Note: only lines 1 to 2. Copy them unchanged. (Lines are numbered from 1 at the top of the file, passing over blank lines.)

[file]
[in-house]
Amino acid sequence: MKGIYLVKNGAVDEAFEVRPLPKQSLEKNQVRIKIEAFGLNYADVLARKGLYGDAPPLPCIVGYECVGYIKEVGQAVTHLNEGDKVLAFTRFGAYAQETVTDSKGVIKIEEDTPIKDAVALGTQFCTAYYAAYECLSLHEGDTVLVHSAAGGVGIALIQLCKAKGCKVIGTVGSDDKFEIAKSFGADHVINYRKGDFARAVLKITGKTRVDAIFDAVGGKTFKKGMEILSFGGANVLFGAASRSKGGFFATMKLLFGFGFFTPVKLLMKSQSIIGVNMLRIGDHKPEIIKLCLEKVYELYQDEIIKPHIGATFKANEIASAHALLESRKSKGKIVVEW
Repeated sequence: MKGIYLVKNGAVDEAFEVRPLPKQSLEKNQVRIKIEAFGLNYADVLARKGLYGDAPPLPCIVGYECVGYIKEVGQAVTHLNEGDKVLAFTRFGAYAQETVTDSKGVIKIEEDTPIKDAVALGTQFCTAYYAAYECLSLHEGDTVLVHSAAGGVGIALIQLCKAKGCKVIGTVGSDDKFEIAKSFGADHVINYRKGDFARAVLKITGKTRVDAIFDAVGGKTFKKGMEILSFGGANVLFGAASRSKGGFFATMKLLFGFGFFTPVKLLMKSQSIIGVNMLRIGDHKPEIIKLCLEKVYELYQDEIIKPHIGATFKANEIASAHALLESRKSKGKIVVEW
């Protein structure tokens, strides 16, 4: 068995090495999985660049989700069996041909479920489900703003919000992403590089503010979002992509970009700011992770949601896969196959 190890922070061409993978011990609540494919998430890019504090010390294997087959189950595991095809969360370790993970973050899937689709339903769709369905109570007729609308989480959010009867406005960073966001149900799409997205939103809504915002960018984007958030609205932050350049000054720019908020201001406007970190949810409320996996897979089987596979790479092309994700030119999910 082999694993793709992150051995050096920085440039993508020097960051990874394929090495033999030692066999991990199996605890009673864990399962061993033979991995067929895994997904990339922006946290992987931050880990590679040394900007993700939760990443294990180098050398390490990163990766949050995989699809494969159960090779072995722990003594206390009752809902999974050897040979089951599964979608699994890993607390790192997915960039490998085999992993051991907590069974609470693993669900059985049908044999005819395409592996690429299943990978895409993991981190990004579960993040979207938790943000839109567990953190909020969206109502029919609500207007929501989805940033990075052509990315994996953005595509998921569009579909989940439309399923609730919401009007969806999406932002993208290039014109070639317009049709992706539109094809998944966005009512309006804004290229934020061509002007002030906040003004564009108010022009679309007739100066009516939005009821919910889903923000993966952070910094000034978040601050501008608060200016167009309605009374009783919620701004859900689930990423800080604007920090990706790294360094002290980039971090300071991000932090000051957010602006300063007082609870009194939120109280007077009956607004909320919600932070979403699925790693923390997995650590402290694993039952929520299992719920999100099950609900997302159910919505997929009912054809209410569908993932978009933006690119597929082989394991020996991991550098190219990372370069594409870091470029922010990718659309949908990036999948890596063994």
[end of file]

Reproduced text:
[in-house]
Amino acid sequence: MKGIYLVKNGAVDEAFEVRPLPKQSLEKNQVRIKIEAFGLNYADVLARKGLYGDAPPLPCIVGYECVGYIKEVGQAVTHLNEGDKVLAFTRFGAYAQETVTDSKGVIKIEEDTPIKDAVALGTQFCTAYYAAYECLSLHEGDTVLVHSAAGGVGIALIQLCKAKGCKVIGTVGSDDKFEIAKSFGADHVINYRKGDFARAVLKITGKTRVDAIFDAVGGKTFKKGMEILSFGGANVLFGAASRSKGGFFATMKLLFGFGFFTPVKLLMKSQSIIGVNMLRIGDHKPEIIKLCLEKVYELYQDEIIKPHIGATFKANEIASAHALLESRKSKGKIVVEW